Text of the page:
Drug Policy

We have a drug policy in place. If an employee tests positive for drug use, he is suspended for 30 days without pay. If he passes the drug test at the end of 30 days, he is permitted to come back to work. He is then tested periodically for a period of one year. If he tests positive at any time during the year he is terminated (second strike and you're out). Or if at the end of the 30-da suspension period he tests positive, he is terminated.

What we don't have in place is a period of time between positive testing after the one-year period. For example, an employee tested positive in 1996, was suspended, tested negative for the next year. In 2000, during a random testing, he tests positive. It's been four years. Do we fire him under the second chance rule even though it's been four years since his first strike?

Does anyone have a policy in place that addresses this issue?

Thanks in advance.



  • 5 Comments sorted by Votes Date Added
  • Chec, Our policy is more demanding! Refuse to provide a urine sample for testing and you are out the door. A positive result and you are out the door! All of which we pay for the test results. If one then changes his/her mind and wants to provide a urine sample for testing fine, he/she is told to go pay for it within 24 hours and bring in a negative result and I'll change the termination to a warning. if it is a positive result and the employee wants to contest it, fine the termination is changed to a suspension for 24 hours and the employee goes and pays for a much more sensitive test of either hair or blood. It cost much more and it takes longer to get the results, therefore, the individual remains suspended w/o pay until he/she provides a negative certified lab result. At this time the employee is returned back to the work force and all documents are filed, accordingly. We have never had an employee who failed to get a more sensitive test. The one who decided to provide a urine sample for testing should not have done so, it was positive and he was terminated, immediately. Two years later he lied on his application and another site hired him, I enrolled him at the remote sight and thought he looked familiar, I ask him about our relationship, he denied ever knowing me. I returned to my office and pulled up his social security number and bam, the phone was about 2 seconds away, and a quick call to the site manager and the individual was on the way out the door. he worked for about 6 hours, 4 before I got there and 2 hours after I left the site. We paid him for his 6 hours as contract labor and sent him his check, with a no trespass notice included. should he appear again he will be arrested, no questions ask! Bottom line don't fool around with the drug issue, there are to many good people needing a job to care for their families instead of their negative habits. Good luck Pork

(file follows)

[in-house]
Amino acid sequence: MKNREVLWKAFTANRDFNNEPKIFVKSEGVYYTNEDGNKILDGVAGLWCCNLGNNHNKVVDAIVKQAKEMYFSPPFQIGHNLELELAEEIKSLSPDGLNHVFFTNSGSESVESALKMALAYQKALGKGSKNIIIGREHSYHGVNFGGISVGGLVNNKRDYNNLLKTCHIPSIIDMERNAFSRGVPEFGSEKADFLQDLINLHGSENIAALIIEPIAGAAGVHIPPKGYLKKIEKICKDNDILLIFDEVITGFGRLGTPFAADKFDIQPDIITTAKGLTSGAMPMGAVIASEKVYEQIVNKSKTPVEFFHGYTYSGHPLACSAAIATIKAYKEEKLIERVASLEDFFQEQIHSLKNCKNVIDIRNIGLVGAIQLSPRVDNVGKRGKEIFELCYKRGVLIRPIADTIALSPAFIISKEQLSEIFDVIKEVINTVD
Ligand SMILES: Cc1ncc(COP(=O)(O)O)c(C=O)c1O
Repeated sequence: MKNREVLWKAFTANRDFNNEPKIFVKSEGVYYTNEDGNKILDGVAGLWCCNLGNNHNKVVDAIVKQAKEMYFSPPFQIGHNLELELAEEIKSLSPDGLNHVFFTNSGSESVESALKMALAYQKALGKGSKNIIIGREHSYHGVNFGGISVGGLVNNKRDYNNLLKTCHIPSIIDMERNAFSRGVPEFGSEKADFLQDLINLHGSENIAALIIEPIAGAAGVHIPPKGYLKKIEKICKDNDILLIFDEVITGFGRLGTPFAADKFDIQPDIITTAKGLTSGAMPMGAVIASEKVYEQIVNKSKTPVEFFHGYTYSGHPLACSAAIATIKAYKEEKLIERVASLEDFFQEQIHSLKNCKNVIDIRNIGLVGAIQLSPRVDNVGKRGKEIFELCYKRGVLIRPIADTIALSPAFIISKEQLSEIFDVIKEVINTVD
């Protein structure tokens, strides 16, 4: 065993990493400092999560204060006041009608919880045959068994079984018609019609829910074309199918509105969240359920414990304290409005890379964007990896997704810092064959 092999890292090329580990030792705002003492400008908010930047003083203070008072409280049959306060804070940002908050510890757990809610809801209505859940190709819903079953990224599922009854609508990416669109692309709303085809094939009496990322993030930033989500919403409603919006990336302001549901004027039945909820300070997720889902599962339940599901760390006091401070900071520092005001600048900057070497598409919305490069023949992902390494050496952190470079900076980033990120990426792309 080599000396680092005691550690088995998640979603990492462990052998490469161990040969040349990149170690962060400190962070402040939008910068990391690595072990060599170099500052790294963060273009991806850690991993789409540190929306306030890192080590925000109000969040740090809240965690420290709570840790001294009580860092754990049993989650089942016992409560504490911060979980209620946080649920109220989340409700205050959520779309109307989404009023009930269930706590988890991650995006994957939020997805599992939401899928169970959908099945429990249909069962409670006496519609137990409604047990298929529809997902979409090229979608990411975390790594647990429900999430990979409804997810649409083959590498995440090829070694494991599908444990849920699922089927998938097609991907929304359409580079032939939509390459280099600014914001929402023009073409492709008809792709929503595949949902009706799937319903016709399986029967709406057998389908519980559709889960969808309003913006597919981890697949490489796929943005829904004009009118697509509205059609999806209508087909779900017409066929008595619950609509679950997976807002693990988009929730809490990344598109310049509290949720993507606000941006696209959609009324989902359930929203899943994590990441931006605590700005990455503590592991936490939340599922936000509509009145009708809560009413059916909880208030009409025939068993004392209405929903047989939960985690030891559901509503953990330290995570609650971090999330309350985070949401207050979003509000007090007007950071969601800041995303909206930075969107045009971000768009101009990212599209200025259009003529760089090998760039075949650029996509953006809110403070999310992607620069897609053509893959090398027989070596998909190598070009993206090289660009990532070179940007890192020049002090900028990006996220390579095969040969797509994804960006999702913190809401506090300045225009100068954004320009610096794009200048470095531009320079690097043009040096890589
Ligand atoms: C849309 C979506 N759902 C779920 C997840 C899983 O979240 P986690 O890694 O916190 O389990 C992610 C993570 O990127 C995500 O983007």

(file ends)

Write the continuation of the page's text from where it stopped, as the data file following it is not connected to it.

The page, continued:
• In your policy in which you give a person a chance to return to work, I think that you have to have a cap somewhere. In our policy, when we give an employee a "last chance" opportunity, they are required to follow a program outlined by our EAP. The program includes follow up random testing for a period ranging from 1 to 5 years depending upon the recommendation of the EAP. Although we have never been confronted with this, I would think that after the required period of random testing expires, the employee starts with a clean slate.
  • We have a drug policy in place. If an employee tests positive for drugs he/she is terminated. No chances. If this terminated employee goes through counseling/rehab we usually hire him/her back. When we re-hire the employee goes through drug testing depending on what the counsler has come up with. What type of business are you working for?
  • Our drug policy provides for monthly random testing of all of our employees (10% of the population), as well as for suspicion, after an accident, and pre-hire. If at any point an employee tests positive, the employee is terminated. No second chances. Even though strict, it has weeded out problem personnel and has created a safer workplace.
  • We offer no 2nd chances to a positive drug screen. 1st time offenders are required to undergo rehab/counselling, etc.... and are subject to random testing upon return. If the random test is EVER positive for a 2nd time, we de-employ them-----
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